Archives search: between “Christ will conquer” and the off-center cross

ugc1891_html_m49241d7fWhen the new UUA logo came out recently, quite a few people (myself included) japed about it on Facebook and mused about the past logos, some quite old. I noted the Universalist “Christ Will Conquer” seal and the off-center cross.

Here's a "Christ Will Conquer" use from 1920
Here’s a “Christ Will Conquer” use from 1920

But dang if, in my research at Harvard-Andover Theological Library, I didn’t find a missing link graphically between the two. It should be noted that I have found no official adoption for any of these logos, but it’s not the sort of thing that’s voted upon, so I suppose the most we’re ever likely to find (if anyone looks) is a launch notice, and probably not even that. We live in a branded age today, and I suspect these earlier “logos” were originally corporate seals (as we’ll see evidence below) that later took on an “inked” existance, much as the flaming chalice started on letterhead.

So let me introduce the “All Conquering Love” seal.

all-conquering-loveI’m guessing that it did not predate 1935, when the Washington Avowal was adopted by the Universalist General Convention (UGC) at the still-swank Mayflower Hotel, a short walk from my day job office and a lovely place for drinks.

The version of the image here is from the cover of the 1946 edition of the Laws of Fellowship, and in this context I wonder if its release was associated with the UGC’s 1942/43 re-conception as the Universalist Church of America.

The whole Washington Declaration text is a historical layer cake, and its use was to define the terms of fellowship between the General Convention, the state conventions, the churches and parishes and the members of the ministerial college. The Avowal is its core, with the text in bold type being the part best remembered:

The bond of fellowship in this Convention (church) shall be a common purpose to do the will of God as Jesus revealed it and to co-operate in establishing the kingdom for which he lived and died.

To that end, we avow our faith in God as Eternal and All-conquering Love, in the spiritual leadership of Jesus, in the supreme worth of every human personality, in the authority of truth known or to be known, and in the power of men of good-will and sacrificial spirit to overcome evil and progressively establish the Kingdom of God. Neither this nor any other statement shall be imposed as a creedal test, provided that the faith thus indicated be professed.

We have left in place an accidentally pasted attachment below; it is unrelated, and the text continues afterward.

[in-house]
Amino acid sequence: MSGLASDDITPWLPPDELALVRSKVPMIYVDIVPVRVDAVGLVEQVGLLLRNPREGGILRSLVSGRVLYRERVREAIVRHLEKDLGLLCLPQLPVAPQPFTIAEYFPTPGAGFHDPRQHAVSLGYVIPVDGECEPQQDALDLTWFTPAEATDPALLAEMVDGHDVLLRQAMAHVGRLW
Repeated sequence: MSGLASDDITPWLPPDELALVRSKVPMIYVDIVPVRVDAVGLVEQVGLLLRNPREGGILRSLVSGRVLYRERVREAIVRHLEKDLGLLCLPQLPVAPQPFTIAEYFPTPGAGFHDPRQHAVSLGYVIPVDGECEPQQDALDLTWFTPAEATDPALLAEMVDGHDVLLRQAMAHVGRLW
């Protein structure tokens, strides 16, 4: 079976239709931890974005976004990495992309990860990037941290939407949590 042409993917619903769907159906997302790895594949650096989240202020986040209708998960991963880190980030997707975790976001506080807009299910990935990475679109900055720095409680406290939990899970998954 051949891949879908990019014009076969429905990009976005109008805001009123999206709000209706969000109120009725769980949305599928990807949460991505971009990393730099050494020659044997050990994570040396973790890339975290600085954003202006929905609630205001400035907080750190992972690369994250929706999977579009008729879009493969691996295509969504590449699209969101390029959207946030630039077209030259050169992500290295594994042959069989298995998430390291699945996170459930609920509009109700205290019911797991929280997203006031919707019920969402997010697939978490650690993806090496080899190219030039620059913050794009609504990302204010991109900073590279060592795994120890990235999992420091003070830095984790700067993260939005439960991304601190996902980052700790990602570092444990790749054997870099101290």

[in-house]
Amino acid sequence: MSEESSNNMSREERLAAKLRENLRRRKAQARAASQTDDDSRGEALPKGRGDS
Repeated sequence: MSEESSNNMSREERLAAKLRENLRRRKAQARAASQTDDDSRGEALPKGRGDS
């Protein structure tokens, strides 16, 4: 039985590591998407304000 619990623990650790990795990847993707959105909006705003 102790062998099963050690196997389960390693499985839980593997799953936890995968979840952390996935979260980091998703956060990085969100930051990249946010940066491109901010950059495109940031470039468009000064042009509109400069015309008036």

And while you can draw a straight line from “the supreme worth of every human personality” through “to affirm, defend and promote the supreme worth of every human personality” (from the 1961 Principles) to “inherent worth and dignity of every person” I think that image of God being Eternal and All-conquering Love is far more evocative, even thrilling.

all-conquering-love_seal_1960Back to the idea that it was a seal: well, I found two cases (1958 and 1960) of the UCA corporate seal with this design, the rings simplified. Here is the easier-to-read 1960 version: a level of officialdom the off-center cross could not claim. (I did see it on the letterhead of the Illinois state convention; Clinton Lee Scott’s influence from his Peoria pastorate?)

By Scott Wells

Scott Wells, 46, is a Universalist Christian minister doing Universalist theology and church administration hacks in Washington, D.C.


  1. I am curious if you see a large difference historically between the intention of “Christ will conquer” and “all conquering love.” Was the practice of Universalist faith that different between those two periods? Were Universalists more militant, coercive or disrespectful to those different than themselves when the earlier logo was present? Were the practices of Christian faith in the Universalist movement changed between those two time periods? I guess at its core my question is, was the symbol change indicative of change in the practice of christian faith and love or was it more of veneer change. You seem much more historically versed than I so I am curious about your thoughts.

    I ask this question because in my theology I don’t see a large difference between the two statements other than “all conquering love” is less visibly Christian. More specifically I ask because I’ve seen negative comments about Christian triumphalism surrounding the first logo.

    My inclination is that such statements might be UU anti-oppression over-functioning because the theology is expressed in Christian terms. We have no problem with love conquers all… but that statement with Christ, who for many Christians like myself would be close to or synonymous with love, ends up being the equivalent of the awkward racist family member for some of our colleagues. I find this sad.

  2. I think the earlier motto uses biblical phrasing; I hear it as victory over “sin, death and the grave” and not victory over others. The new motto frames this differently, with a connotation of personal, cooperative action. There were in-fellowship non-Christian Universalists by 1935, but they were still a minority, so that may play into the dynamic. Thank you for your added comments.

  3. My congregation is about to redesign the area behind the pulpit. I had thought of proposing a grid containing 18 historic chalices and circle symbols, each about 2 feet in diameter. I thought choosing them would be rather simple. Then I did some research just on the web. Help!!!

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